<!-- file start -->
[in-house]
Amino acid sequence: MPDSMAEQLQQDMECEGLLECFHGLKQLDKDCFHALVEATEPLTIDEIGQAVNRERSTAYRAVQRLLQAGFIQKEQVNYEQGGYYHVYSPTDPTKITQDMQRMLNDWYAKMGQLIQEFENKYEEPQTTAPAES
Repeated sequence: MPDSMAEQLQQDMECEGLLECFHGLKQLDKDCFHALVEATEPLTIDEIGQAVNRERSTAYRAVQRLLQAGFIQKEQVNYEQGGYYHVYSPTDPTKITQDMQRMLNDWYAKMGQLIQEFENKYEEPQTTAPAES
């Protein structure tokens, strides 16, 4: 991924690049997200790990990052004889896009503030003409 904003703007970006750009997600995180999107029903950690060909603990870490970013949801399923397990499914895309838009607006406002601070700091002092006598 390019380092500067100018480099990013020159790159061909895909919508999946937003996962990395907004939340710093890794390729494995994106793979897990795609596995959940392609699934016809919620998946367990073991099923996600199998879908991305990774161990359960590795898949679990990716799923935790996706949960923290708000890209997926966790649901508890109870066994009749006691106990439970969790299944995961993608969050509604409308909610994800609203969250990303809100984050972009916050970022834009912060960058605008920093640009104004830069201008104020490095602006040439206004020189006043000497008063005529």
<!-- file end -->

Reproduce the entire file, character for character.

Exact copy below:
[in-house]
Amino acid sequence: MPDSMAEQLQQDMECEGLLECFHGLKQLDKDCFHALVEATEPLTIDEIGQAVNRERSTAYRAVQRLLQAGFIQKEQVNYEQGGYYHVYSPTDPTKITQDMQRMLNDWYAKMGQLIQEFENKYEEPQTTAPAES
Repeated sequence: MPDSMAEQLQQDMECEGLLECFHGLKQLDKDCFHALVEATEPLTIDEIGQAVNRERSTAYRAVQRLLQAGFIQKEQVNYEQGGYYHVYSPTDPTKITQDMQRMLNDWYAKMGQLIQEFENKYEEPQTTAPAES
């Protein structure tokens, strides 16, 4: 991924690049997200790990990052004889896009503030003409 904003703007970006750009997600995180999107029903950690060909603990870490970013949801399923397990499914895309838009607006406002601070700091002092006598 390019380092500067100018480099990013020159790159061909895909919508999946937003996962990395907004939340710093890794390729494995994106793979897990795609596995959940392609699934016809919620998946367990073991099923996600199998879908991305990774161990359960590795898949679990990716799923935790996706949960923290708000890209997926966790649901508890109870066994009749006691106990439970969790299944995961993608969050509604409308909610994800609203969250990303809100984050972009916050970022834009912060960058605008920093640009104004830069201008104020490095602006040439206004020189006043000497008063005529």